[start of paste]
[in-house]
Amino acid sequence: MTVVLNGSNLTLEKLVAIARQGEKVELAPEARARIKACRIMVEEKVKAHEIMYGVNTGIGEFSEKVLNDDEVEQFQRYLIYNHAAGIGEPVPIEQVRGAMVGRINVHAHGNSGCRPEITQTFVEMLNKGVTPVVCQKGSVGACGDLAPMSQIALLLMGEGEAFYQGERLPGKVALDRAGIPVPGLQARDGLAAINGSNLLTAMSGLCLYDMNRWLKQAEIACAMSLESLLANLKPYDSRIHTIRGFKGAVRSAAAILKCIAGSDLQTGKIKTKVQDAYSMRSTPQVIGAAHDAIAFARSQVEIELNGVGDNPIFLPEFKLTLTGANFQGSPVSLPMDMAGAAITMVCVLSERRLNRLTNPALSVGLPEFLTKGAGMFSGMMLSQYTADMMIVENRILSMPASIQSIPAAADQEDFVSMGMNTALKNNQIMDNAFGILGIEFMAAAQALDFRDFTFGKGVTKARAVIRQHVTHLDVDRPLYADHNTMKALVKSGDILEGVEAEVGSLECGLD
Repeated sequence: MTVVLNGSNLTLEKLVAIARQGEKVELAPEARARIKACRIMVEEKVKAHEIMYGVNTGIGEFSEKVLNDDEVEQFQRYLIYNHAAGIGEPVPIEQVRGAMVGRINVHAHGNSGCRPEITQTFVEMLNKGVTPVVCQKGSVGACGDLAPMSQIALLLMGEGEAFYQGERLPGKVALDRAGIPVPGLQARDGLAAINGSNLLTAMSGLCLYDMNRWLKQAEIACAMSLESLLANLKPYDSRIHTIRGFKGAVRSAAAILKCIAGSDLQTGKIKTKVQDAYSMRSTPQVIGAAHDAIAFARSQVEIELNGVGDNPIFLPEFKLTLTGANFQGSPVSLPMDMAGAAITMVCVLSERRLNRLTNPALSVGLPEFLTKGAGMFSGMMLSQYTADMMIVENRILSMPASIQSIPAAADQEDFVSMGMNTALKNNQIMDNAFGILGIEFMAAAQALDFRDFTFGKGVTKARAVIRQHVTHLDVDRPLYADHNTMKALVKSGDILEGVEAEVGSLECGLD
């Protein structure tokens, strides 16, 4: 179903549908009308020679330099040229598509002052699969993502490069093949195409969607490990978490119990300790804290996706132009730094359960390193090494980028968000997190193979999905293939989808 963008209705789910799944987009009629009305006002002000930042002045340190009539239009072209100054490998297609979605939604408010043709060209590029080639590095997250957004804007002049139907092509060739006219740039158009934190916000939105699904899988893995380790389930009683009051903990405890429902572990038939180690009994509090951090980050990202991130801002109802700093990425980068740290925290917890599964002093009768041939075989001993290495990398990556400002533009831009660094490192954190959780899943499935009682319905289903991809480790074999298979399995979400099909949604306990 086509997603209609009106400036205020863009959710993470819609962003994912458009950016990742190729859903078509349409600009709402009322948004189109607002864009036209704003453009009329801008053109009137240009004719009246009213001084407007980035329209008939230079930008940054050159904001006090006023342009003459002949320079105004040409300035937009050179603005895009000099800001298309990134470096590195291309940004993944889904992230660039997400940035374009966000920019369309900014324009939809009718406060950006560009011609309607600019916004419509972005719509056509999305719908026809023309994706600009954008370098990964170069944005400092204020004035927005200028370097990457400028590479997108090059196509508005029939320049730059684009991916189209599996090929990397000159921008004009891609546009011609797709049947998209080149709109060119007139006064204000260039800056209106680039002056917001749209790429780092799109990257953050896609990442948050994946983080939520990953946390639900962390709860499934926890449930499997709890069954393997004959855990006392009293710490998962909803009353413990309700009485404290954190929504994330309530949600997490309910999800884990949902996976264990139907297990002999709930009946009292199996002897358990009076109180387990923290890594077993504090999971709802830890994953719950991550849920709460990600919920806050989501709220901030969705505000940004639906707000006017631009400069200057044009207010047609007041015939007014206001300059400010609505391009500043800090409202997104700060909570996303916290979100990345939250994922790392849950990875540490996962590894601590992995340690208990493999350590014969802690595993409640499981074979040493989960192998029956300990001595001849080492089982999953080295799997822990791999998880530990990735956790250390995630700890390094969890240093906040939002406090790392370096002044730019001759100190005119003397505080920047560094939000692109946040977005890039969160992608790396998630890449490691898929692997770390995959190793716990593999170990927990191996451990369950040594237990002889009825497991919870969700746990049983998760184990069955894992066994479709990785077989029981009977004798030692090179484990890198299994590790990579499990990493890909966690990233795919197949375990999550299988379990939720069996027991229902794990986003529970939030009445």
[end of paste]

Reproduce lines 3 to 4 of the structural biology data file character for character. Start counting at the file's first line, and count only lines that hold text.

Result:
Repeated sequence: MTVVLNGSNLTLEKLVAIARQGEKVELAPEARARIKACRIMVEEKVKAHEIMYGVNTGIGEFSEKVLNDDEVEQFQRYLIYNHAAGIGEPVPIEQVRGAMVGRINVHAHGNSGCRPEITQTFVEMLNKGVTPVVCQKGSVGACGDLAPMSQIALLLMGEGEAFYQGERLPGKVALDRAGIPVPGLQARDGLAAINGSNLLTAMSGLCLYDMNRWLKQAEIACAMSLESLLANLKPYDSRIHTIRGFKGAVRSAAAILKCIAGSDLQTGKIKTKVQDAYSMRSTPQVIGAAHDAIAFARSQVEIELNGVGDNPIFLPEFKLTLTGANFQGSPVSLPMDMAGAAITMVCVLSERRLNRLTNPALSVGLPEFLTKGAGMFSGMMLSQYTADMMIVENRILSMPASIQSIPAAADQEDFVSMGMNTALKNNQIMDNAFGILGIEFMAAAQALDFRDFTFGKGVTKARAVIRQHVTHLDVDRPLYADHNTMKALVKSGDILEGVEAEVGSLECGLD
């Protein structure tokens, strides 16, 4: 179903549908009308020679330099040229598509002052699969993502490069093949195409969607490990978490119990300790804290996706132009730094359960390193090494980028968000997190193979999905293939989808 963008209705789910799944987009009629009305006002002000930042002045340190009539239009072209100054490998297609979605939604408010043709060209590029080639590095997250957004804007002049139907092509060739006219740039158009934190916000939105699904899988893995380790389930009683009051903990405890429902572990038939180690009994509090951090980050990202991130801002109802700093990425980068740290925290917890599964002093009768041939075989001993290495990398990556400002533009831009660094490192954190959780899943499935009682319905289903991809480790074999298979399995979400099909949604306990 086509997603209609009106400036205020863009959710993470819609962003994912458009950016990742190729859903078509349409600009709402009322948004189109607002864009036209704003453009009329801008053109009137240009004719009246009213001084407007980035329209008939230079930008940054050159904001006090006023342009003459002949320079105004040409300035937009050179603005895009000099800001298309990134470096590195291309940004993944889904992230660039997400940035374009966000920019369309900014324009939809009718406060950006560009011609309607600019916004419509972005719509056509999305719908026809023309994706600009954008370098990964170069944005400092204020004035927005200028370097990457400028590479997108090059196509508005029939320049730059684009991916189209599996090929990397000159921008004009891609546009011609797709049947998209080149709109060119007139006064204000260039800056209106680039002056917001749209790429780092799109990257953050896609990442948050994946983080939520990953946390639900962390709860499934926890449930499997709890069954393997004959855990006392009293710490998962909803009353413990309700009485404290954190929504994330309530949600997490309910999800884990949902996976264990139907297990002999709930009946009292199996002897358990009076109180387990923290890594077993504090999971709802830890994953719950991550849920709460990600919920806050989501709220901030969705505000940004639906707000006017631009400069200057044009207010047609007041015939007014206001300059400010609505391009500043800090409202997104700060909570996303916290979100990345939250994922790392849950990875540490996962590894601590992995340690208990493999350590014969802690595993409640499981074979040493989960192998029956300990001595001849080492089982999953080295799997822990791999998880530990990735956790250390995630700890390094969890240093906040939002406090790392370096002044730019001759100190005119003397505080920047560094939000692109946040977005890039969160992608790396998630890449490691898929692997770390995959190793716990593999170990927990191996451990369950040594237990002889009825497991919870969700746990049983998760184990069955894992066994479709990785077989029981009977004798030692090179484990890198299994590790990579499990990493890909966690990233795919197949375990999550299988379990939720069996027991229902794990986003529970939030009445």